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This matter involved the use by the City of Lewes, the State, and others of a former industrial park transferred to the State and held as open space. Plaintiff brought three actions contesting that use. The only issues remaining were whether a 2014 council meeting was in compliance with the Freedom of Information Act (FOIA) and, if not, what remedy was available. The Court of Chancery granted summary judgment in favor of the City Council of Lewes and denied Plaintiff’s motion, holding that the 2014 meeting did not frustrate the intent of FOIA and that no effective remedy could ensue from a decision that the 2014 meeting was non-FOIA compliant. View "Lechliter v. Delaware Department of Natural Resources and Environmental Control" on Justia Law

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At issue in this case was the authority of the City of Miami Civilian Investigative Panel (CIP), an independent body designed to investigate and review instances of alleged police misconduct and review police policies and procedures, to issue a subpoena to Lieutenant Freddy D’Agastino and order him to appear before the CIP to testify in regard to alleged misconduct. D’Agastino and the Fraternal Order of Police argued that the CIP as an investigative authority conflicts with a component of the Police Officers’ Bill of Rights (PBR), Fla. Stat. 112.533(1). The trial court ruled in favor of the City of Miami and the CIP. The Third District Court of Appeal affirmed. The Supreme Court quashed the decision below to the extent it affirmed the CIP’s authority to issue a subpoena to D’Agastino, holding that the PBR preempts the authority of a political subdivision as defined in Fla. Stat. 112.533(1)(b) to compel an officer to testify in connection with a complaint of misconduct through a subpoena. View "D’Agastino v. City of Miami" on Justia Law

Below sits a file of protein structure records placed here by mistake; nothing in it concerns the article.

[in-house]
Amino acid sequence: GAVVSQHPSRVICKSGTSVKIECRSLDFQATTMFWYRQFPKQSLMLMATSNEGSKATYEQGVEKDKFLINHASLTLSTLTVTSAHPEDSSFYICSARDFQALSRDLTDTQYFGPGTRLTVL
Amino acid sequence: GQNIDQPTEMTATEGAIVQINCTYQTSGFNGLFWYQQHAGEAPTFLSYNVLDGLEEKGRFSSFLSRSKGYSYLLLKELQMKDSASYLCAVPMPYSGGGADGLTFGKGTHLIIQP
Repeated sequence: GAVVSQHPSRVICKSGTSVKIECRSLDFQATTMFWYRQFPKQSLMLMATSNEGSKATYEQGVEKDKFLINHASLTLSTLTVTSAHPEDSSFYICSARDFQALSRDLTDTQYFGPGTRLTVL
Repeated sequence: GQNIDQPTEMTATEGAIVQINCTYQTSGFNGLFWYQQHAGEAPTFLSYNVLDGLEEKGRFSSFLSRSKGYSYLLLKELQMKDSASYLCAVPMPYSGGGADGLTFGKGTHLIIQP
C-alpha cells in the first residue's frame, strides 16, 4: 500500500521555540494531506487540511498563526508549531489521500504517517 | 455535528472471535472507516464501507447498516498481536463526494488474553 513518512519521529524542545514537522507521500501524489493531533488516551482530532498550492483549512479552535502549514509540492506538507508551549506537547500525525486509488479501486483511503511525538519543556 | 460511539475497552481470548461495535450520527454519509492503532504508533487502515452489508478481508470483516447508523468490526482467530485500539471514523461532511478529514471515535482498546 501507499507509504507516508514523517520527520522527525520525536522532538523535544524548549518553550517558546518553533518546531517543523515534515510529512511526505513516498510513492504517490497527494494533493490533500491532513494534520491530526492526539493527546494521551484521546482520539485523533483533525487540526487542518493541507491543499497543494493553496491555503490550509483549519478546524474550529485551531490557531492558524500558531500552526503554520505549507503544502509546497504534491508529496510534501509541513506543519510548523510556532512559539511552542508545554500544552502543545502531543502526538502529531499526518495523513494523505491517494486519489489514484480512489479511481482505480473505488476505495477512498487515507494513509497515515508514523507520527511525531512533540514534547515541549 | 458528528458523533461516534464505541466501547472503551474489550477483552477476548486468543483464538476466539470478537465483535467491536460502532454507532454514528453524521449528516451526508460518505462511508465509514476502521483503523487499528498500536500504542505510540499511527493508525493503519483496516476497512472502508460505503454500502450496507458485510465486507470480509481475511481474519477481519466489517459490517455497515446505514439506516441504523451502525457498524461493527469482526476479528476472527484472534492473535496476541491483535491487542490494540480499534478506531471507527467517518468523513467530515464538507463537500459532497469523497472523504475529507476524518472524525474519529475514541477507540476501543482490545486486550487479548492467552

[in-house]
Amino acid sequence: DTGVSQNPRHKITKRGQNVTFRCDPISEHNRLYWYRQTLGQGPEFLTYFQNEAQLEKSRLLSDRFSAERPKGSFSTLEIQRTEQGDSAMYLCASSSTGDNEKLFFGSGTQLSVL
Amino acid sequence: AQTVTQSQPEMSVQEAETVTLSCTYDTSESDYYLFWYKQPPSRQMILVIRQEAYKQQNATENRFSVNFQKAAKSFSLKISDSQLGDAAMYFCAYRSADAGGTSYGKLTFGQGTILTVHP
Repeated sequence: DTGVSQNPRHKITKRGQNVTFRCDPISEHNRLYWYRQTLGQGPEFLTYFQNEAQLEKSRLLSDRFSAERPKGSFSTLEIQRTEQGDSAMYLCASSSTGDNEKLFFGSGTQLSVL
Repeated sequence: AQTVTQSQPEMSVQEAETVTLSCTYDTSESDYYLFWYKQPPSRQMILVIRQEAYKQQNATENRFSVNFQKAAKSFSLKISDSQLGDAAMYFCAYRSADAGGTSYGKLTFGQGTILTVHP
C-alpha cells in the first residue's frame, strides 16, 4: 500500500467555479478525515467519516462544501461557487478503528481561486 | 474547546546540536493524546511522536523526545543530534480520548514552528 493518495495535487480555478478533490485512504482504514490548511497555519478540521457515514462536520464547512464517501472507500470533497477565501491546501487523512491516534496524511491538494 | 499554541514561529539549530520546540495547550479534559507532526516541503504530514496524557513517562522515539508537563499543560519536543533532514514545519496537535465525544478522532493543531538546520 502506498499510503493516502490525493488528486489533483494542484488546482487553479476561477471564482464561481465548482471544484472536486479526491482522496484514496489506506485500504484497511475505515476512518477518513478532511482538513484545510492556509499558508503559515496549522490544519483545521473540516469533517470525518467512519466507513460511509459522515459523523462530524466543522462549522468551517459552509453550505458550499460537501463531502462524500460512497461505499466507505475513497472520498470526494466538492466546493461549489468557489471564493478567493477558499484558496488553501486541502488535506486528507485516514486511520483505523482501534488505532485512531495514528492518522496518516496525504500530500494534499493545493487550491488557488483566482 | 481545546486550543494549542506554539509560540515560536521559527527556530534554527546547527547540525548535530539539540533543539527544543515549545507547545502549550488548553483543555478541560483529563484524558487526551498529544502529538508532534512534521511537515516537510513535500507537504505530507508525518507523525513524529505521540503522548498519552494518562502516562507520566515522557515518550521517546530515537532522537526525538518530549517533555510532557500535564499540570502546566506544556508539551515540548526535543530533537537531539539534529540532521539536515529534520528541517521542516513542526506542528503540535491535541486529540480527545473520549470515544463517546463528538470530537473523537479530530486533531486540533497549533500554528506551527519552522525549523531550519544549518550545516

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The amendment to Ohio Rev. Code 5713.03 enacted in 2012 (H.B. 487) applied to the circumstances of this case and required a remand to the Board of Tax Appeals (BTA) for further consideration. At issue here was a 2013 real property valuation for a lease-encumbered property that had been the subject of recent arm’s-length sales. The Supreme Court held that the H.B. 487 amendment required the BTA to determine the value of the subject property’s unencumbered fee-simple estate. Because the BTA did not properly consider appraisal evidence that purported to explain why the subject property’s recent sale price did not reflect the value of the unencumbered fee-simple estate, the court vacated the BTA’s decision and remanded the case for the BTA to address and weigh the evidence before it. View "Terraza 8, LLC v. Franklin County Board of Revision" on Justia Law